New York City officials want to require “affirmative consent” not just for sex, but for “sexual encounters” in general, at colleges in New York City, including private colleges, reports the Wall Street Journal. Since a lot of consent is not considered “affirmative” by supporters of such requirements (see this discussion of a similar law in California), the proposed “affirmative consent” ordinance will intrude deeply into students’ private lives, while doing nothing to prevent rape.
A prominent New York City criminal-defense attorney, Ron Kuby, said an affirmative-consent policy will likely help protect accused students by clarifying sexual boundaries. “From a criminal-defense standpoint I think it’s laudatory,” he said. “It may take the fun and spontaneity out of sex, but I don’t care. That’s for the kids to worry about.”
Kuby was a key player in the ironically-named Center for Constitutional Rights, whose founder, William Kunstler, an icon in the liberal New York legal community, once said that he didn’t believe in criticizing civil-liberties violations, atrocities, or gulags in communist countries like Vietnam, since that would undermine the progressive cause.
Contrary to Kuby’s misguided claim, the requirement won’t protect accused students. In fact, even if a student actually obtains “affirmative” consent to certain things, no one will believe him. The idea of a student asking for permission to do something like touch someone else’s intimate areas is so laughable that no one would believe he actually asked for it and got it (at least not anyone my age sitting on a campus disciplinary body – I practiced education law for years, and helped represent a private college, a state board of education and a local school board in litigation as well as students and faculty in other cases, in addition to working for the Education Department’s Office for Civil Rights).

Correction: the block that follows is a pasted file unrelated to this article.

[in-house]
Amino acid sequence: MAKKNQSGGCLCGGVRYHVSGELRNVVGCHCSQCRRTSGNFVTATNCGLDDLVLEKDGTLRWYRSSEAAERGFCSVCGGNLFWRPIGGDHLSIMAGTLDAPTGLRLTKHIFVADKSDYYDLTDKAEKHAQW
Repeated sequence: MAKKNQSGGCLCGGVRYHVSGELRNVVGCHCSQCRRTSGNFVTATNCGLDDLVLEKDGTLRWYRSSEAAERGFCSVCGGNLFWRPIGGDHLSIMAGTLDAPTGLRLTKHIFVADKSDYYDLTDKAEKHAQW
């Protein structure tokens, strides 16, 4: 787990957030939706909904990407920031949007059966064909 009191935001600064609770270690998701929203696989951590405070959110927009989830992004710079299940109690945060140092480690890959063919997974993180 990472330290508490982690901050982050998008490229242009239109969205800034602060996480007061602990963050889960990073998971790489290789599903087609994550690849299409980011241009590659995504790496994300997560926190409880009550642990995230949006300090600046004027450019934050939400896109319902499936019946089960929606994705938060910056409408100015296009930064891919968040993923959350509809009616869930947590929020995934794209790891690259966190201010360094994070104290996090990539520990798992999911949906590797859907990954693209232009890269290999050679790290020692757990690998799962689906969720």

If you were on a campus disciplinary body, would you actually believe a man who claimed he asked his girlfriend, “may I massage your clitoris?” or “may I touch your breast?” Few young people would ask such a thing for fear of killing the mood through sheer discomfort on the part of the previously-willing person that was asked such an awkward question. Given that reality, an adjudicator would tend to disbelieve a young man who claimed he explicitly asked his partner (since a randy young person would have powerful reasons not to ask a partner even about sexual contact that is likely to be wanted or welcome). Thus, even innocent students who comply with an absurd “affirmative” consent requirement for sexual touching are likely to be convicted.
Applying an “affirmative consent” standard beyond sex to sexual touching and sexual interaction is especially problematic. When it comes to intimate touching (which can give rise to sexual assault allegations), as opposed to penetration (which gives rise to rape allegations), obtaining affirmative consent in advance is both less feasible, and less believable, as I have previously explained. By contrast, it is believable that someone would ask for sex itself (which, if credited, could defeat a rape allegation), as opposed to intimate touching. Conversely, imposing an “affirmative” consent requirement does absolutely nothing for rape victims (victims of forcible penetration), since a person who lies about whether he committed rape will just lie and say the victim verbally consented.